Ring roads, subways, telco networks, power plants, and waterworks are where ruling ideologies are made concrete. Values, both conscious and unconscious, are embodied, on display, and at work. Works of speculative fiction frequently place these objects and systems of infrastructure front and center as the techno-scientific developments that shape their imagined worlds. As such, speculative fiction presents an exciting possibility space for exploring the crucial roles that infrastructural innovations could play in human adaptations to the Anthropocene.
This talk by literature and media scholar Andrew Hageman draws on recent developments in literary studies and anthropology to illustrate a practice of infrastructural criticism, with specific focus on contemporary fiction by the Hugo Award–winning writers Liu Cixin and Hao Jingfang.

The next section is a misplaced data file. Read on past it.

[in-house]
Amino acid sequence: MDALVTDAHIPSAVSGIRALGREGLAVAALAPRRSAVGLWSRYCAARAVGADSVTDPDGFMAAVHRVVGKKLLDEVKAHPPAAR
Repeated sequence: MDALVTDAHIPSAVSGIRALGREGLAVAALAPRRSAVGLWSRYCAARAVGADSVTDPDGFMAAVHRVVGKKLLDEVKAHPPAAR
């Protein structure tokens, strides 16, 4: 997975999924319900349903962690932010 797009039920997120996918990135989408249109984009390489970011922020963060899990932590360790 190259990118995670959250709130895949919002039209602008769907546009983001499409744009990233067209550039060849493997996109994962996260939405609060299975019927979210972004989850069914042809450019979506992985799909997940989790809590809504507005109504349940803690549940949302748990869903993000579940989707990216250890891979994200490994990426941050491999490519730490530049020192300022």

Light refreshments will be served.
About the Speaker: Andrew Hageman is an associate professor of English at Luther College, where he researches and teaches intersections of technology and ecology. He has published on subjects ranging from Twin Peaks and Björk’s Biophilia to novels by Tom McCarthy and William Gibson, and he recently co-edited the “Global Weirding” issue of the journal Paradoxa.
Location: Need help finding the Centerpoint building? Check out this map. The entrance is on the north side of the building, directly across from the Snakes and Latte café on W 6th Street.
Parking: Paid, covered parking is available in the Centerpoint parking structure on 725 S Ash Avenue. Here’s a map to the entrance. There are also various paid uncovered parking options in walking distance of the building.